However, the majority also identified two factors that may rebut this inference of the “main contract approach”. These factors may also be reinforced by circumstances indicating that the seat was deliberately chosen as a neutral forum for the arbitration. Firstly, the general inference may be overcome where there is a serious risk that, if governed by the same law as that of the main contract, the arbitration agreement would be ineffective. This was referred to as the “validation principle”. Stating that this form of interpretation was a form of purpose interpretation, the majority held that this rule is to ensure parties’ intentions are given effect. Secondly, the general inference may be overcome if any provision of the law of the seat indicates that, where the parties have chosen that country as the seat of the arbitration, the arbitration agreement will also be treated as governed by the country’s law. The majority cited s.48 of the Swedish Arbitration Act and s.6 of the Arbitration (Scotland) Act 2010. The majority expressed a strong dissent to the Court of Appeal’s finding that there was a “strong presumption” that the parties have impliedly chosen the law of the seat to govern the arbitration agreement. 

In regard to the “closest connection” principle, the majority held that where there is no express or implied choice of law to govern the arbitration agreement, the system of law “most closely connected” to the arbitration will apply. The majority held that in general, the arbitration agreement will be most closely connected with the law of the seat of the arbitration. The majority cited multiple reasoning for this conclusion: (a) the seat is where the arbitration is to be performed (legally, if not physically) and by agreeing to a seat of arbitration the parties submit themselves to the jurisdiction of the courts of that place for the purposes of deciding any issue relating to the validity or enforceability of their arbitration agreement;(b) this approach is consistent with both legislative policy and international law, including Article V(1)(a) of the New York Convention; (c) this rule is likely to uphold the reasonable expectations of the contracting parties who specify a location for the arbitration without choosing the law to govern the contract and (d) this approach provides the legal certainty of a clear default in the absence of choice. 

Applying these principles to the facts, the majority held that it was common ground for parties to not specify a law to govern their arbitration agreement. The majority found that the parties’ contract did not contain a choice of law to govern the contract and held that the validity and scope of the arbitration agreement were to be determined by the “closest connection” test. The majority rejected the argument by Chubb Russia that the existence of the arbitration agreement within a multi-tier dispute resolution provision meant that the arbitration agreement was inextricably bound up with the rest of the contract and thereby governed by the same law. Instead, it was held that the entire multi-tiered dispute resolution provision would be governed by the law governing the arbitration agreement, in this case under English law.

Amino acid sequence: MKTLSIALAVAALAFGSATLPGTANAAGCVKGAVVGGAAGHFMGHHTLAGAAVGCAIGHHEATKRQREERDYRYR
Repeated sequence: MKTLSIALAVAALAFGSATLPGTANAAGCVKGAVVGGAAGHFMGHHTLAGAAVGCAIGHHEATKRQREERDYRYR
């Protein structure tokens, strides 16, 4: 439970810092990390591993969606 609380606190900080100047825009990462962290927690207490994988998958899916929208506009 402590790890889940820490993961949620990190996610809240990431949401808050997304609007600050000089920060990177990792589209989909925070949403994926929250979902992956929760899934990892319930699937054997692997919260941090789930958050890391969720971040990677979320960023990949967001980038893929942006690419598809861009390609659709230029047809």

Accordingly, the majority held that English law governed the arbitration agreement and affirmed the decision of the Court of Appeal to grant an anti-suit injunction to restrain the Russian lawsuit. The majority also noted that it makes no difference whether the arbitration agreement is governed by English or foreign law, as the inquiry in both cases remains the same: whether there has been a breach of the agreement and, if so, whether it is just and convenient to grant an injunction to restrain that breach. The majority rejected Chubb Russia’s argument that it was more appropriate to await a decision by the Russian courts before issuing an injunction, noting that such considerations of comity have little role to play when English courts issue an anti-suit injunction to enforce an arbitration agreement. 

Dissenting, Lords Burrows and Lord Sales parted ways with the majority of three key issues. Firstly, Lord Burrows found that the validation principle should not apply to disputes concerning the interpretation or scope of the arbitration agreement, rather than disputes concerning the validity of the arbitration agreement. Secondly, Lord Burrows reasoned that absent an express choice of law for the arbitration agreement, there should be a general presumption that the proper law of the main contract (whether expressly chosen or not) is also the proper law of the arbitration agreement. Thus, having found that Russian law was the proper law of the main contract impliedly chosen by the parties, Lord Burrows reasoned that the law governing the arbitration agreement should be Russian law as a matter of implied choice. Thirdly, Lord Sales took the view that an arbitration agreement has its closest and most real connection with the proper law of the main contract in which it is contained, rather than with the law of the seat and that less weight should be placed on Article V(1)(a) of the New York Convention when considering the enforcement of an arbitration agreement. The dissent also expressed misgiving about the approach of the majority. In the dissenting judges’ view, the majority approach would produce “undesirable practical and unprincipled consequences” by forcing the same contract to be governed by different sets of laws.


Impact of the Decision

The Supreme Court’s decision provides much-needed clarification regarding the English courts’ approach to determining the governing law of an arbitration agreement. Although the majority ultimately upheld the Court of Appeal’s decision, it did so by taking a different route and affirmed the choice of law approach set forth by the Court of Appeal in the Sulamérica case. The Supreme Court also displayed remarkable sensitivity to the provisions of the New York Convention and demonstrated admirable receptivity to international authorities, with both the majority and dissents relying on an expansive range of international commentary and judicial decisions.

The dissenting opinions of Lords Burrows and Sales demonstrate that there is some support at the highest level for arguments: (a) the law governing the main contract, even absent a choice of law provision, should presumptively apply to the arbitration agreement; or (b) that an arbitration agreement is in fact most closely connected with the law of the main contract. The law of these points could further develop in a different direction in the future.